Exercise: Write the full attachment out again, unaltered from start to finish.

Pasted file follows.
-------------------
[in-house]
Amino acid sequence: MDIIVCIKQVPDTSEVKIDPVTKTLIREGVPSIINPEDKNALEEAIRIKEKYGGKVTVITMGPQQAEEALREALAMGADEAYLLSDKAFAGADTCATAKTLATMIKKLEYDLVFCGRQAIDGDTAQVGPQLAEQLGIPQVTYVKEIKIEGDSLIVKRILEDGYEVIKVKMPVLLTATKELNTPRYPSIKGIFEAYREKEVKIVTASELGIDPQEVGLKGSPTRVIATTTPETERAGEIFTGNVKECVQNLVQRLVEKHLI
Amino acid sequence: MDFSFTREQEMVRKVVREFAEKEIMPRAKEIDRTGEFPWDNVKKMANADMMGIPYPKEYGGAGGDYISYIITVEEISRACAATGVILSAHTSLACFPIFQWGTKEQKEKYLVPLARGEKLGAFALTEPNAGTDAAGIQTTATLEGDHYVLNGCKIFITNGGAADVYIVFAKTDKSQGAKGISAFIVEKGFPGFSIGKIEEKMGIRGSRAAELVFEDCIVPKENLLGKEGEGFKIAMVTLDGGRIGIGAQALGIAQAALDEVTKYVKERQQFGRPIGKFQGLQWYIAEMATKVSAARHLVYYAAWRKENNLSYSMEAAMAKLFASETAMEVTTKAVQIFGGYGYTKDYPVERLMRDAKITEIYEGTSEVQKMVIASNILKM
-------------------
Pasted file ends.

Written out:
[in-house]
Amino acid sequence: MDIIVCIKQVPDTSEVKIDPVTKTLIREGVPSIINPEDKNALEEAIRIKEKYGGKVTVITMGPQQAEEALREALAMGADEAYLLSDKAFAGADTCATAKTLATMIKKLEYDLVFCGRQAIDGDTAQVGPQLAEQLGIPQVTYVKEIKIEGDSLIVKRILEDGYEVIKVKMPVLLTATKELNTPRYPSIKGIFEAYREKEVKIVTASELGIDPQEVGLKGSPTRVIATTTPETERAGEIFTGNVKECVQNLVQRLVEKHLI
Amino acid sequence: MDFSFTREQEMVRKVVREFAEKEIMPRAKEIDRTGEFPWDNVKKMANADMMGIPYPKEYGGAGGDYISYIITVEEISRACAATGVILSAHTSLACFPIFQWGTKEQKEKYLVPLARGEKLGAFALTEPNAGTDAAGIQTTATLEGDHYVLNGCKIFITNGGAADVYIVFAKTDKSQGAKGISAFIVEKGFPGFSIGKIEEKMGIRGSRAAELVFEDCIVPKENLLGKEGEGFKIAMVTLDGGRIGIGAQALGIAQAALDEVTKYVKERQQFGRPIGKFQGLQWYIAEMATKVSAARHLVYYAAWRKENNLSYSMEAAMAKLFASETAMEVTTKAVQIFGGYGYTKDYPVERLMRDAKITEIYEGTSEVQKMVIASNILKM